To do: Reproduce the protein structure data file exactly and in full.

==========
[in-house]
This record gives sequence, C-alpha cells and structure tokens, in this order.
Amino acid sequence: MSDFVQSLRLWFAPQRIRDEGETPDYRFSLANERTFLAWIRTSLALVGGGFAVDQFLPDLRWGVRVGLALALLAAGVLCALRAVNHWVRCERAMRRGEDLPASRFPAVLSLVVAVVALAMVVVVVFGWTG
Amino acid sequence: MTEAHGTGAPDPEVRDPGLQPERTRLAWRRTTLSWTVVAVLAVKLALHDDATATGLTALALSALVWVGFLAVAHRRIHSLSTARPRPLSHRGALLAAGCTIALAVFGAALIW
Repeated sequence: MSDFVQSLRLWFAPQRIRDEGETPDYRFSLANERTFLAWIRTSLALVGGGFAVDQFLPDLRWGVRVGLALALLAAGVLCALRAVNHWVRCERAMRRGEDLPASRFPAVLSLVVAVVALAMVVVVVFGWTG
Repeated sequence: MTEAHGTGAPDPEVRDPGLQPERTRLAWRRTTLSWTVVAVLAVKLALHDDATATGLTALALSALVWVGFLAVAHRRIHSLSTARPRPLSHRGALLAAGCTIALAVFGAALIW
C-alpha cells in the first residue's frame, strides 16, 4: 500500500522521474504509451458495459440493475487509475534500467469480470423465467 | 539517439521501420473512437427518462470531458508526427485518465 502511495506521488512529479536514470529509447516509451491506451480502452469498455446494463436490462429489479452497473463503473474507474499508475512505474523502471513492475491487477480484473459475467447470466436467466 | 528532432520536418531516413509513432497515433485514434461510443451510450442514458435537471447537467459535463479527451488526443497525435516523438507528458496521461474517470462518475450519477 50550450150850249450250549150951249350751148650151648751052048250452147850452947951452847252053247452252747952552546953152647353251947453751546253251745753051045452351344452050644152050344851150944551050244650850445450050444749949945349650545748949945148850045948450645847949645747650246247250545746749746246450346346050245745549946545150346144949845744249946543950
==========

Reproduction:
[in-house]
This record gives sequence, C-alpha cells and structure tokens, in this order.
Amino acid sequence: MSDFVQSLRLWFAPQRIRDEGETPDYRFSLANERTFLAWIRTSLALVGGGFAVDQFLPDLRWGVRVGLALALLAAGVLCALRAVNHWVRCERAMRRGEDLPASRFPAVLSLVVAVVALAMVVVVVFGWTG
Amino acid sequence: MTEAHGTGAPDPEVRDPGLQPERTRLAWRRTTLSWTVVAVLAVKLALHDDATATGLTALALSALVWVGFLAVAHRRIHSLSTARPRPLSHRGALLAAGCTIALAVFGAALIW
Repeated sequence: MSDFVQSLRLWFAPQRIRDEGETPDYRFSLANERTFLAWIRTSLALVGGGFAVDQFLPDLRWGVRVGLALALLAAGVLCALRAVNHWVRCERAMRRGEDLPASRFPAVLSLVVAVVALAMVVVVVFGWTG
Repeated sequence: MTEAHGTGAPDPEVRDPGLQPERTRLAWRRTTLSWTVVAVLAVKLALHDDATATGLTALALSALVWVGFLAVAHRRIHSLSTARPRPLSHRGALLAAGCTIALAVFGAALIW
C-alpha cells in the first residue's frame, strides 16, 4: 500500500522521474504509451458495459440493475487509475534500467469480470423465467 | 539517439521501420473512437427518462470531458508526427485518465 502511495506521488512529479536514470529509447516509451491506451480502452469498455446494463436490462429489479452497473463503473474507474499508475512505474523502471513492475491487477480484473459475467447470466436467466 | 528532432520536418531516413509513432497515433485514434461510443451510450442514458435537471447537467459535463479527451488526443497525435516523438507528458496521461474517470462518475450519477 50550450150850249450250549150951249350751148650151648751052048250452147850452947951452847252053247452252747952552546953152647353251947453751546253251745753051045452351344452050644152050344851150944551050244650850445450050444749949945349650545748949945148850045948450645847949645747650246247250545746749746246450346346050245745549946545150346144949845744249946543950